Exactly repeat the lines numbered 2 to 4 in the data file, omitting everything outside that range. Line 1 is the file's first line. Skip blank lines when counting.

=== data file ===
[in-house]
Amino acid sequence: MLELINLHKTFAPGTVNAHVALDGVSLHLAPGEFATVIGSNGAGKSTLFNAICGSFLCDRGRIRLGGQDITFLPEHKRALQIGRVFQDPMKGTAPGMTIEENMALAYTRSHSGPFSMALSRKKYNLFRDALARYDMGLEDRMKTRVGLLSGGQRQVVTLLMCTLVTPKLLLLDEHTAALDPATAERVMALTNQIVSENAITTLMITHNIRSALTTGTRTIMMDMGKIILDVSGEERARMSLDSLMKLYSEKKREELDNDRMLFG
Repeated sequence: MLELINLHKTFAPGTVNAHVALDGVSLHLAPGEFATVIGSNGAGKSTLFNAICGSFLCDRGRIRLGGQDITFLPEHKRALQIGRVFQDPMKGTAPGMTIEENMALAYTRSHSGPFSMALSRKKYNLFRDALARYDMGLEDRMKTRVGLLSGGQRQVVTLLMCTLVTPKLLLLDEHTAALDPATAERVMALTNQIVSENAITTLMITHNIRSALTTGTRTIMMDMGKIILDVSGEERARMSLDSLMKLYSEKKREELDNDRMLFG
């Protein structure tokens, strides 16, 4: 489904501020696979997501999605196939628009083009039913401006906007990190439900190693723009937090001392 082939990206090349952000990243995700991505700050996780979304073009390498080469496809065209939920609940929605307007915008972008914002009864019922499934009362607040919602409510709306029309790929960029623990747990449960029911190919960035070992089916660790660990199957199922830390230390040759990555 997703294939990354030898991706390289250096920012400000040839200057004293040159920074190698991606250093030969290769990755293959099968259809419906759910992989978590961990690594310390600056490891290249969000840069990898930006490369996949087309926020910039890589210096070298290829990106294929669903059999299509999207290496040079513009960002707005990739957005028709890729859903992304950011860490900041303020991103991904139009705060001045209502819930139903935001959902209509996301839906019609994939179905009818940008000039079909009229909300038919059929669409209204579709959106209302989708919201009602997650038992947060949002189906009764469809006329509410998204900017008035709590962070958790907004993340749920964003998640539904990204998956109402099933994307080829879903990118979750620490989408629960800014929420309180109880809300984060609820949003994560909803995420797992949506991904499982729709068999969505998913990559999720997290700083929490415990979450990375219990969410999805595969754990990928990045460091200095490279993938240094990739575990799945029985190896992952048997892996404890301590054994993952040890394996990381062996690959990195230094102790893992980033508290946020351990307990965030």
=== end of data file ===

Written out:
Amino acid sequence: MLELINLHKTFAPGTVNAHVALDGVSLHLAPGEFATVIGSNGAGKSTLFNAICGSFLCDRGRIRLGGQDITFLPEHKRALQIGRVFQDPMKGTAPGMTIEENMALAYTRSHSGPFSMALSRKKYNLFRDALARYDMGLEDRMKTRVGLLSGGQRQVVTLLMCTLVTPKLLLLDEHTAALDPATAERVMALTNQIVSENAITTLMITHNIRSALTTGTRTIMMDMGKIILDVSGEERARMSLDSLMKLYSEKKREELDNDRMLFG
Repeated sequence: MLELINLHKTFAPGTVNAHVALDGVSLHLAPGEFATVIGSNGAGKSTLFNAICGSFLCDRGRIRLGGQDITFLPEHKRALQIGRVFQDPMKGTAPGMTIEENMALAYTRSHSGPFSMALSRKKYNLFRDALARYDMGLEDRMKTRVGLLSGGQRQVVTLLMCTLVTPKLLLLDEHTAALDPATAERVMALTNQIVSENAITTLMITHNIRSALTTGTRTIMMDMGKIILDVSGEERARMSLDSLMKLYSEKKREELDNDRMLFG
């Protein structure tokens, strides 16, 4: 489904501020696979997501999605196939628009083009039913401006906007990190439900190693723009937090001392 082939990206090349952000990243995700991505700050996780979304073009390498080469496809065209939920609940929605307007915008972008914002009864019922499934009362607040919602409510709306029309790929960029623990747990449960029911190919960035070992089916660790660990199957199922830390230390040759990555 997703294939990354030898991706390289250096920012400000040839200057004293040159920074190698991606250093030969290769990755293959099968259809419906759910992989978590961990690594310390600056490891290249969000840069990898930006490369996949087309926020910039890589210096070298290829990106294929669903059999299509999207290496040079513009960002707005990739957005028709890729859903992304950011860490900041303020991103991904139009705060001045209502819930139903935001959902209509996301839906019609994939179905009818940008000039079909009229909300038919059929669409209204579709959106209302989708919201009602997650038992947060949002189906009764469809006329509410998204900017008035709590962070958790907004993340749920964003998640539904990204998956109402099933994307080829879903990118979750620490989408629960800014929420309180109880809300984060609820949003994560909803995420797992949506991904499982729709068999969505998913990559999720997290700083929490415990979450990375219990969410999805595969754990990928990045460091200095490279993938240094990739575990799945029985190896992952048997892996404890301590054994993952040890394996990381062996690959990195230094102790893992980033508290946020351990307990965030």